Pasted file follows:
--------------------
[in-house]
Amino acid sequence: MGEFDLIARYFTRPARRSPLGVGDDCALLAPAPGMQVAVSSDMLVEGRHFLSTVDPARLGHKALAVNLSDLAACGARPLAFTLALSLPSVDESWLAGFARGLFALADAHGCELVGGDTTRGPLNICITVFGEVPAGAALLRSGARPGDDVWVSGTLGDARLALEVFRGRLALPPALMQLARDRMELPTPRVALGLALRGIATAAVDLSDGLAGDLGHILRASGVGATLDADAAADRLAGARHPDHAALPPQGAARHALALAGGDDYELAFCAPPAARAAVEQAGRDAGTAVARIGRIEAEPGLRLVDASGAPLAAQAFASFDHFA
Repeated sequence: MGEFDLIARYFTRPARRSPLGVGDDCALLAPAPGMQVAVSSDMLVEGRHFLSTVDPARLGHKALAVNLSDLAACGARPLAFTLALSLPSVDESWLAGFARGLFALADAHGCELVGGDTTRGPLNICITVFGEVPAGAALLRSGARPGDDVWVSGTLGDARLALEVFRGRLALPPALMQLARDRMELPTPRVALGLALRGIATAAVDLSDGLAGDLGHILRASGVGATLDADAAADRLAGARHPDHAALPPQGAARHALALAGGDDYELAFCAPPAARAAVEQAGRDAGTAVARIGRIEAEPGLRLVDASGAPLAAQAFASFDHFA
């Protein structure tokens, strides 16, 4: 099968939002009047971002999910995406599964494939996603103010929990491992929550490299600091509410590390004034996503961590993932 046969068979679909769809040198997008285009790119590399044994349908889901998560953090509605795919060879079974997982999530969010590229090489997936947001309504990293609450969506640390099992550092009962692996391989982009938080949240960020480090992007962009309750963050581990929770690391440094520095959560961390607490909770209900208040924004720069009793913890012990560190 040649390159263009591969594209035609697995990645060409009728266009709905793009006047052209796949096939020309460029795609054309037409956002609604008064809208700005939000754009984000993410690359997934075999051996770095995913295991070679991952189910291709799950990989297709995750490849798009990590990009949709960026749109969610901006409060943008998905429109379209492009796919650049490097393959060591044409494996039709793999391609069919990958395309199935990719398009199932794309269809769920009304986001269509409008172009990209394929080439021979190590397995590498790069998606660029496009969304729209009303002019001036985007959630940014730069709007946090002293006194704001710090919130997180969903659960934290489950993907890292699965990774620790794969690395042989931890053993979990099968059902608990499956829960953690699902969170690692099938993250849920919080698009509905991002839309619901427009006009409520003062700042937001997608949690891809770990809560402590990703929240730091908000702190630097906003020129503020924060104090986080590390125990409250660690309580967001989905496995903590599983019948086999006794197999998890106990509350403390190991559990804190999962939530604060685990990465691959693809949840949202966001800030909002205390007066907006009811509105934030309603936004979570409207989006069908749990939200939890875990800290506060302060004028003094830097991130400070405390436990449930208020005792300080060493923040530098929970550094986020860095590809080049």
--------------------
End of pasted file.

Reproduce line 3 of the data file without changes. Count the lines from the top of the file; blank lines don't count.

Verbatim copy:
Repeated sequence: MGEFDLIARYFTRPARRSPLGVGDDCALLAPAPGMQVAVSSDMLVEGRHFLSTVDPARLGHKALAVNLSDLAACGARPLAFTLALSLPSVDESWLAGFARGLFALADAHGCELVGGDTTRGPLNICITVFGEVPAGAALLRSGARPGDDVWVSGTLGDARLALEVFRGRLALPPALMQLARDRMELPTPRVALGLALRGIATAAVDLSDGLAGDLGHILRASGVGATLDADAAADRLAGARHPDHAALPPQGAARHALALAGGDDYELAFCAPPAARAAVEQAGRDAGTAVARIGRIEAEPGLRLVDASGAPLAAQAFASFDHFA